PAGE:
TurtleArt Snowflakes

The snow has started to fall where I live so it is time to program TurtleArt to draw some snowflakes!

This project uses a Logo programming approach espoused by Cynthia Solomon. She helped program and develop the Logo programming language and taught students to program starting in the 1960s and continues to teach children and adults today!

Dr. Solomon encourages programmers to build small parts or tools that can be used to build bigger designs.

Snowflakes have a bit of randomness built in to their design. Supposedly no two snowflakes are alike. Our snowflake should have some randomness built in to its design, too. Our snowflake randomness will be in the diameter of the snowflake and in the length of the "barbs" along the "arms" of the snowflake. Some snowflakes will be larger than others. 

Create a new procedure from the My Blocks palette by dragging a diamond block from the top of the palette to the stage. Click on the diamond block then name it by typing ray.

To make our snowflakes randomly sized we are going to put values into the store in box1 block. Since the TurtleArt canvas size is 560 turtle steps from bottom to top, it would be nice to limit our snowflake's size so it fits in the TurtleArt window. You can change your values for how tall one arm of your snowflake will be. This is equivalent to the snowflake's radius.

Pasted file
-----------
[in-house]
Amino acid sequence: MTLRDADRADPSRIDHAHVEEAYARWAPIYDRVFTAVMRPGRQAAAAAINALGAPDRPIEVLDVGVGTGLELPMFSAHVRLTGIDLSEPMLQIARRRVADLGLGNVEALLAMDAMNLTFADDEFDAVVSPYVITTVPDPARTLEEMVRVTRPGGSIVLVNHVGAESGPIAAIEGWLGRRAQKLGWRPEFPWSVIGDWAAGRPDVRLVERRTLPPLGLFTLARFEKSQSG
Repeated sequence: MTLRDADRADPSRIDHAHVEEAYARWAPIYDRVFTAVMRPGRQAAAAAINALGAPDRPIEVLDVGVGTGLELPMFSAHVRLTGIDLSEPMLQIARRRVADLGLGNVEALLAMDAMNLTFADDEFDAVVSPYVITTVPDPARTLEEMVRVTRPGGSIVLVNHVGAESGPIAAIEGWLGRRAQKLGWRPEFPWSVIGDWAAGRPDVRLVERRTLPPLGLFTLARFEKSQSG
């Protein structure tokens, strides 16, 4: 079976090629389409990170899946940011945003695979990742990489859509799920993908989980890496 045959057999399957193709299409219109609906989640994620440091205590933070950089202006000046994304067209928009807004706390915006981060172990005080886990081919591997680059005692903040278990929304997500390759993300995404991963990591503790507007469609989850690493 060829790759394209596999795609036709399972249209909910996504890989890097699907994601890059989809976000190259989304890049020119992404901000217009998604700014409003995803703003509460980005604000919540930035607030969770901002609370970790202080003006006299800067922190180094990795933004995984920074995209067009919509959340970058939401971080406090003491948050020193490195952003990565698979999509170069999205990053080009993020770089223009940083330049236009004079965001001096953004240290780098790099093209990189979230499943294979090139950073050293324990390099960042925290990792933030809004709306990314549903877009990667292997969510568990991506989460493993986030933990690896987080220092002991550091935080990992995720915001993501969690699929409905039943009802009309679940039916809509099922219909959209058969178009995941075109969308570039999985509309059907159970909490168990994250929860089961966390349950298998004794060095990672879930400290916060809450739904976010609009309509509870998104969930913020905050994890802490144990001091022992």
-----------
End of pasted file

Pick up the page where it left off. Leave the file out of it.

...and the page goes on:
Once you determine your snowflake's possible radius, program the turtle to move back and forth that distance. This creates the ray procedure.

I also want little barbs from the ray that correspond to the length of the ray the turtle drew. Use some Numbers blocks to make the turtle divide the length of the ray it just drew by four.

The barbs on the ray the turtle drew above are .25 the length of the snowflake's arm. The turtle moves a quarter of the length of the particular ray and turns left 45 degrees. It draws a simple barb shape.

Finally, reset the turtle to the beginning point of the ray:

Now we will use this simple tool to create a more complex design. 

First, some setup. We should make the screen a darker blue color. 

We can randomize the size of the pen, too.

The set color block here is redundant since we are using the set shade block to set the rays color to white. The set color block here might be useful for your remix of this project.

Finally, we can draw a six-rayed snowflake, or you can change the number of repetitions and the degrees the turtle turns.